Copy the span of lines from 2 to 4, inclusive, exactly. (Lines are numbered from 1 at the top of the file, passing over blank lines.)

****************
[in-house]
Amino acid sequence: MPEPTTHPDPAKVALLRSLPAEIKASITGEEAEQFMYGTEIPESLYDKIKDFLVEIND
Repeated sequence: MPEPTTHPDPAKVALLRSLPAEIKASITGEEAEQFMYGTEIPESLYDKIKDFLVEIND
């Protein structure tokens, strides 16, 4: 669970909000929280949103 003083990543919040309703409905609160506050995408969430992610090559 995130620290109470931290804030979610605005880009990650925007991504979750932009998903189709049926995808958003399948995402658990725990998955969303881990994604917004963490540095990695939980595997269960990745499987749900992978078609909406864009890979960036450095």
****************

Amino acid sequence: MPEPTTHPDPAKVALLRSLPAEIKASITGEEAEQFMYGTEIPESLYDKIKDFLVEIND
Repeated sequence: MPEPTTHPDPAKVALLRSLPAEIKASITGEEAEQFMYGTEIPESLYDKIKDFLVEIND
């Protein structure tokens, strides 16, 4: 669970909000929280949103 003083990543919040309703409905609160506050995408969430992610090559 995130620290109470931290804030979610605005880009990650925007991504979750932009998903189709049926995808958003399948995402658990725990998955969303881990994604917004963490540095990695939980595997269960990745499987749900992978078609909406864009890979960036450095």